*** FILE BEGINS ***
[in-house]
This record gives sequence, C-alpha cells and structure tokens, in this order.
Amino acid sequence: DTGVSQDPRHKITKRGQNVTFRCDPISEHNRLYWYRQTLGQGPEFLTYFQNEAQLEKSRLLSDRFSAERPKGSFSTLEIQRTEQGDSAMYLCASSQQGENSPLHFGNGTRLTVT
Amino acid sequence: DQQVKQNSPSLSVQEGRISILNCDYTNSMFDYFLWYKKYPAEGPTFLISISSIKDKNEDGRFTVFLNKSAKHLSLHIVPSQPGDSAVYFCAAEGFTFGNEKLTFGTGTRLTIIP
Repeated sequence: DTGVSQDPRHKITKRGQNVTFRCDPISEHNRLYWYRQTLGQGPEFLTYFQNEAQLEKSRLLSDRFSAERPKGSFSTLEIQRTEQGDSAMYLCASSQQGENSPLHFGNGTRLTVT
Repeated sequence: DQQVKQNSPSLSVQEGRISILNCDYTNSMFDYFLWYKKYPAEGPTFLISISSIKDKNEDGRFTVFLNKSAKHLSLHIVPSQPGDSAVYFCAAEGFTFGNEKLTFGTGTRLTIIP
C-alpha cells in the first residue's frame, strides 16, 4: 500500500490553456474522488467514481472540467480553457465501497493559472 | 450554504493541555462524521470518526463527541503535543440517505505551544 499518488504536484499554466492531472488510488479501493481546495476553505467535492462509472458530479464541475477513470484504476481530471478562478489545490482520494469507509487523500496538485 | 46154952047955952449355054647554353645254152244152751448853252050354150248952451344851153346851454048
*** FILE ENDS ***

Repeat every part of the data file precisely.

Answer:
[in-house]
This record gives sequence, C-alpha cells and structure tokens, in this order.
Amino acid sequence: DTGVSQDPRHKITKRGQNVTFRCDPISEHNRLYWYRQTLGQGPEFLTYFQNEAQLEKSRLLSDRFSAERPKGSFSTLEIQRTEQGDSAMYLCASSQQGENSPLHFGNGTRLTVT
Amino acid sequence: DQQVKQNSPSLSVQEGRISILNCDYTNSMFDYFLWYKKYPAEGPTFLISISSIKDKNEDGRFTVFLNKSAKHLSLHIVPSQPGDSAVYFCAAEGFTFGNEKLTFGTGTRLTIIP
Repeated sequence: DTGVSQDPRHKITKRGQNVTFRCDPISEHNRLYWYRQTLGQGPEFLTYFQNEAQLEKSRLLSDRFSAERPKGSFSTLEIQRTEQGDSAMYLCASSQQGENSPLHFGNGTRLTVT
Repeated sequence: DQQVKQNSPSLSVQEGRISILNCDYTNSMFDYFLWYKKYPAEGPTFLISISSIKDKNEDGRFTVFLNKSAKHLSLHIVPSQPGDSAVYFCAAEGFTFGNEKLTFGTGTRLTIIP
C-alpha cells in the first residue's frame, strides 16, 4: 500500500490553456474522488467514481472540467480553457465501497493559472 | 450554504493541555462524521470518526463527541503535543440517505505551544 499518488504536484499554466492531472488510488479501493481546495476553505467535492462509472458530479464541475477513470484504476481530471478562478489545490482520494469507509487523500496538485 | 46154952047955952449355054647554353645254152244152751448853252050354150248952451344851153346851454048